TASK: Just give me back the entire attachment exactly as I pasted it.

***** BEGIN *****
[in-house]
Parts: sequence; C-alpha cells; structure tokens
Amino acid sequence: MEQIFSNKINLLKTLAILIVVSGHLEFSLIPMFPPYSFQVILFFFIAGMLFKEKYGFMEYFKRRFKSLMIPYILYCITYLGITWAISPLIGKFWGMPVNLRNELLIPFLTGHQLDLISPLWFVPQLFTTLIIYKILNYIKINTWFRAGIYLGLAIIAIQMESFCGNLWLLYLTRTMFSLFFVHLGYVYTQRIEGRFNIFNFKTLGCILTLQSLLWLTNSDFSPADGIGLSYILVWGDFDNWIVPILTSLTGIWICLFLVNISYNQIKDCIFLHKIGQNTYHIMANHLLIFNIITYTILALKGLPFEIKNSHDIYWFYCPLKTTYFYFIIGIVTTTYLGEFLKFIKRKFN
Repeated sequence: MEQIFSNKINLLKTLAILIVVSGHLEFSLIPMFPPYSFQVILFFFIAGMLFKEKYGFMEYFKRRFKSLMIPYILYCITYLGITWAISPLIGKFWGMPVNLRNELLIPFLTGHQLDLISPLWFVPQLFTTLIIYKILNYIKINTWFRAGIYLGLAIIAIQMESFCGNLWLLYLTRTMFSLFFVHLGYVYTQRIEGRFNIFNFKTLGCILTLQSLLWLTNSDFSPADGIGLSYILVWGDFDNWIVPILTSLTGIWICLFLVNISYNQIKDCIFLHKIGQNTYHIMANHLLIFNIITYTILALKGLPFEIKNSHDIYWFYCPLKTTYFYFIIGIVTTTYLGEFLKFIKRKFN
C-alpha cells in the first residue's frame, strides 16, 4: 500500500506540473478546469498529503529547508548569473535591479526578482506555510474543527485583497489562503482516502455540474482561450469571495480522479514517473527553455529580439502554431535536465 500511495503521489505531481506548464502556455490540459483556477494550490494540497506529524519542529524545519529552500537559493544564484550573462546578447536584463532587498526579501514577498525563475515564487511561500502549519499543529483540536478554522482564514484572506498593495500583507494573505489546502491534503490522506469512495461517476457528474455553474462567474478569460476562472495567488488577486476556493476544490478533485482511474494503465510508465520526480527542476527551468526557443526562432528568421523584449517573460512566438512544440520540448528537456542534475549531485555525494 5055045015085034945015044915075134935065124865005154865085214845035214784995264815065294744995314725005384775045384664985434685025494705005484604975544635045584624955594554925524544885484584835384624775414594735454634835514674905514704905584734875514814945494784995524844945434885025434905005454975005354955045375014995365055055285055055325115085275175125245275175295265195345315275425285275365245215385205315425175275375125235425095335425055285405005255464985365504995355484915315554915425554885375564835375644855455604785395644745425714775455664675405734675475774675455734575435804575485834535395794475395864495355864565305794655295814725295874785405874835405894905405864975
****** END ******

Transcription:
[in-house]
Parts: sequence; C-alpha cells; structure tokens
Amino acid sequence: MEQIFSNKINLLKTLAILIVVSGHLEFSLIPMFPPYSFQVILFFFIAGMLFKEKYGFMEYFKRRFKSLMIPYILYCITYLGITWAISPLIGKFWGMPVNLRNELLIPFLTGHQLDLISPLWFVPQLFTTLIIYKILNYIKINTWFRAGIYLGLAIIAIQMESFCGNLWLLYLTRTMFSLFFVHLGYVYTQRIEGRFNIFNFKTLGCILTLQSLLWLTNSDFSPADGIGLSYILVWGDFDNWIVPILTSLTGIWICLFLVNISYNQIKDCIFLHKIGQNTYHIMANHLLIFNIITYTILALKGLPFEIKNSHDIYWFYCPLKTTYFYFIIGIVTTTYLGEFLKFIKRKFN
Repeated sequence: MEQIFSNKINLLKTLAILIVVSGHLEFSLIPMFPPYSFQVILFFFIAGMLFKEKYGFMEYFKRRFKSLMIPYILYCITYLGITWAISPLIGKFWGMPVNLRNELLIPFLTGHQLDLISPLWFVPQLFTTLIIYKILNYIKINTWFRAGIYLGLAIIAIQMESFCGNLWLLYLTRTMFSLFFVHLGYVYTQRIEGRFNIFNFKTLGCILTLQSLLWLTNSDFSPADGIGLSYILVWGDFDNWIVPILTSLTGIWICLFLVNISYNQIKDCIFLHKIGQNTYHIMANHLLIFNIITYTILALKGLPFEIKNSHDIYWFYCPLKTTYFYFIIGIVTTTYLGEFLKFIKRKFN
C-alpha cells in the first residue's frame, strides 16, 4: 500500500506540473478546469498529503529547508548569473535591479526578482506555510474543527485583497489562503482516502455540474482561450469571495480522479514517473527553455529580439502554431535536465 500511495503521489505531481506548464502556455490540459483556477494550490494540497506529524519542529524545519529552500537559493544564484550573462546578447536584463532587498526579501514577498525563475515564487511561500502549519499543529483540536478554522482564514484572506498593495500583507494573505489546502491534503490522506469512495461517476457528474455553474462567474478569460476562472495567488488577486476556493476544490478533485482511474494503465510508465520526480527542476527551468526557443526562432528568421523584449517573460512566438512544440520540448528537456542534475549531485555525494 5055045015085034945015044915075134935065124865005154865085214845035214784995264815065294744995314725005384775045384664985434685025494705005484604975544635045584624955594554925524544885484584835384624775414594735454634835514674905514704905584734875514814945494784995524844945434885025434905005454975005354955045375014995365055055285055055325115085275175125245275175295265195345315275425285275365245215385205315425175275375125235425095335425055285405005255464985365504995355484915315554915425554885375564835375644855455604785395644745425714775455664675405734675475774675455734575435804575485834535395794475395864495355864565305794655295814725295874785405874835405894905405864975